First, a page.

What to Do when your Acting Career is Quiet | Get Yourself Primed to Work

What to Do when your Acting Career is Quiet

Written by on | Acting Industry

Nothing worse than long periods of no work, right? No self-tapes, no auditions, your agent’s portrait showing up on a carton of milk… Here at StageMilk, we understand completely. But we also know that quiet stretches are a great time to get stuff done. So in this article, we’ll be looking at constructive things to do when your acting career is quiet.

Dry work spells are common in any actor’s career. Luckily, there are plenty of things you can do when your acting career is quiet that can prime you for future work and opportunities. It is the opportune time to develop new and existing skills, expand your artistic knowledge, or even simply recharge your batteries before the chapter.

Before we dive into what to do when your acting career is quiet, it’s worth clarifying that this article isn’t about remedying the lack of auditions or jobs. There are, for example, things you can do if you feel you’re not getting enough auditions. This page is about preparing for the inevitable—those slow times which can easily break an actor unused to stepping off the merry-go-round.

Check your Actor’s Toolkit

This article was written in the depths of the dreaded month of January. It’s a quiet time of year, when many actors are questioning their choices )or perhaps their acting career altogether.) Our first piece of advice in this famously quiet period is always to spend time looking at your actor’s toolkit: headshots, resume, showreel, casting profile.

Does your headshot need updating? Is it time for a “new year, new me” scenario? How about your resume: does it reflect the work you did last year? Is it ready to be seen by a casting director or potential agent? The showreel is a larger commitment, and one we’ll speak about in greater detail below. But slow seasons are the perfect time to ensure that your means of being seen in the industry are up-to-date and looking swish.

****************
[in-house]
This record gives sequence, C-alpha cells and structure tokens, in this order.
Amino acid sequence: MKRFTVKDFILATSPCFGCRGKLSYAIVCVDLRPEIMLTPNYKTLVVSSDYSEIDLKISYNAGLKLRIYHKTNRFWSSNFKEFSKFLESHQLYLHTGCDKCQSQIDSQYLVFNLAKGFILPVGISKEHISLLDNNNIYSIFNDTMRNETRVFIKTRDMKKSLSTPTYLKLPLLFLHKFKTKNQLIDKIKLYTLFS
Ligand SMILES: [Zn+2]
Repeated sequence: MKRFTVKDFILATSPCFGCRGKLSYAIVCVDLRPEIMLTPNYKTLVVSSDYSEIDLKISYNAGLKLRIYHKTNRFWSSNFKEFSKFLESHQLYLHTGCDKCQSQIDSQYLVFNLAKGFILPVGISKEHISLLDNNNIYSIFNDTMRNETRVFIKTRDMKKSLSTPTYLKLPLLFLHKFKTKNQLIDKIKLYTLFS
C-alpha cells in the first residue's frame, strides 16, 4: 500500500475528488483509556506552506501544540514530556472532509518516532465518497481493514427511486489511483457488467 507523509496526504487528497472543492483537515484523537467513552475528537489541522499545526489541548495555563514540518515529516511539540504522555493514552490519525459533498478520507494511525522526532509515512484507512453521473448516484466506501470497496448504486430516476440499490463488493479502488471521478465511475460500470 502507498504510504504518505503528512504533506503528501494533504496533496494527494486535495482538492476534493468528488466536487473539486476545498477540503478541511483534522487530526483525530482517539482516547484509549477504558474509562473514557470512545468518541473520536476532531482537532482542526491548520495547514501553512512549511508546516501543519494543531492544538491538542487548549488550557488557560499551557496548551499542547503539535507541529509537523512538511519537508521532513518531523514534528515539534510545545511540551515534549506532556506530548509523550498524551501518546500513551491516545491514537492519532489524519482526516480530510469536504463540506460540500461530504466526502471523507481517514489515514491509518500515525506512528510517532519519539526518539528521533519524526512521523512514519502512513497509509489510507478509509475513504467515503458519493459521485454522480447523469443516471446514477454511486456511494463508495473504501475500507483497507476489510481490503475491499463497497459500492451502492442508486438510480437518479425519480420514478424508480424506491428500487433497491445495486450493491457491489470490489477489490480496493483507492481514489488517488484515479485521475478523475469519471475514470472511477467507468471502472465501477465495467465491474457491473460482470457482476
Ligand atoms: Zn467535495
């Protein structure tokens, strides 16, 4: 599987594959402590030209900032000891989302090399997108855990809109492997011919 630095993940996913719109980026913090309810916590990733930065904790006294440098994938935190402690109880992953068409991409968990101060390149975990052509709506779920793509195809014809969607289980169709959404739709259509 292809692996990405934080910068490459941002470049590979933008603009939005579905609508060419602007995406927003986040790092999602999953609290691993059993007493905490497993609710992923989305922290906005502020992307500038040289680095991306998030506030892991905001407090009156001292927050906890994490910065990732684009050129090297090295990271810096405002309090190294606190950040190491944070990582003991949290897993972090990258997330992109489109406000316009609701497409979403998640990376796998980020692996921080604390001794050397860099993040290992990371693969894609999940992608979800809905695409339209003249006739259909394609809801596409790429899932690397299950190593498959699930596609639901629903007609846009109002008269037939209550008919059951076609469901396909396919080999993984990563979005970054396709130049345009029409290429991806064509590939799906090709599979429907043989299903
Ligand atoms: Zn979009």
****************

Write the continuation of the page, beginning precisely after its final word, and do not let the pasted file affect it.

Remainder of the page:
Update your Showreel

In the last five years, we’ve seen two truths about showreels emerge. One: they are the best, most direct way to promote yourself, and can achieve this for you from the comfort of your home. And two: showreels are no longer about excerpts from short films or tv commercials—they are about showcasing you doing short scenes in front of a blank background. Also from the comfort of your home. What do these truths mean? That it’s harder than ever to make excuses for not having a polished, professional showreel ready to go.

Far too many actors have showreels that are either outdated or non-existent. When your acting career is quiet, take that time to update (or simply create) your showreel. Keep it short, keep it punchy. Find that connection and warmth. Get to it!

Work on Self-Taping

When your acting career is quiet, take the time to focus on upping your self-tape game—priming yourself for whatever job comes to you next. Self-taping is one of those actorly skills you will never stop working on. There’s always another way of shooting, another interpretation of the scene in question. The advantage of working on self-taping in slow periods is that you normalise the process for when a professional job prospect lands on your desk.

Self-taping can be done at home with a reading partner, enough lighting and your phone’s camera. However, if you’re looking for a little more professional guidance, why not try out our StageMilk Scene Club and get feedback from industry figures on every submission?

Take an Acting Class

When your acting career is quiet, it’s a great time to examine the way you approach your craft. Consider taking an acting class, either in person or online. You can develop your skills, practice scene work and audition technique—maybe even dip your toe into a practice totally unknown to you, such as clowning or mask work!

Even when you are going for work and booking professional gigs, acting classes are a vital part of your career as an artist. After all: you need to keep yourself challenged and growing. So a quiet period is the perfect time to instil such a process and thought pattern into your regular routine.

Invest in New Skills

Ever wanted to learn the trombone? How to sketch? Fence? Prep a kick-ass tiramisu? When your acting career is quiet, consider learning a new skill separate to your craft as a performer. The skill may not directly help you book the next job (unless you’re auditioning for the role of a swashbuckling dessert chef) but the artist’s life is about variation and consuming of knowledge.

That being said, you might find yourself pleasantly surprised by how a new skill can come in handy. Picking up the guitar could get you singing. Singing might get you playing in a musical or cabaret. Doing a stint at an improv class could lead to teaching young artists—which pays surprisingly well and gets you out of the hospo grind.

Support Your Creative Community

If you find yourself with time to spare, why not look for ways to lift up your artistic peers? Can you help a friend prep for an audition? Can you teach somebody how to improve their self-tape game (with all that practice you’ve been doing?) If you know a writer or a director, perhaps they need help in a devising workshop for a new project?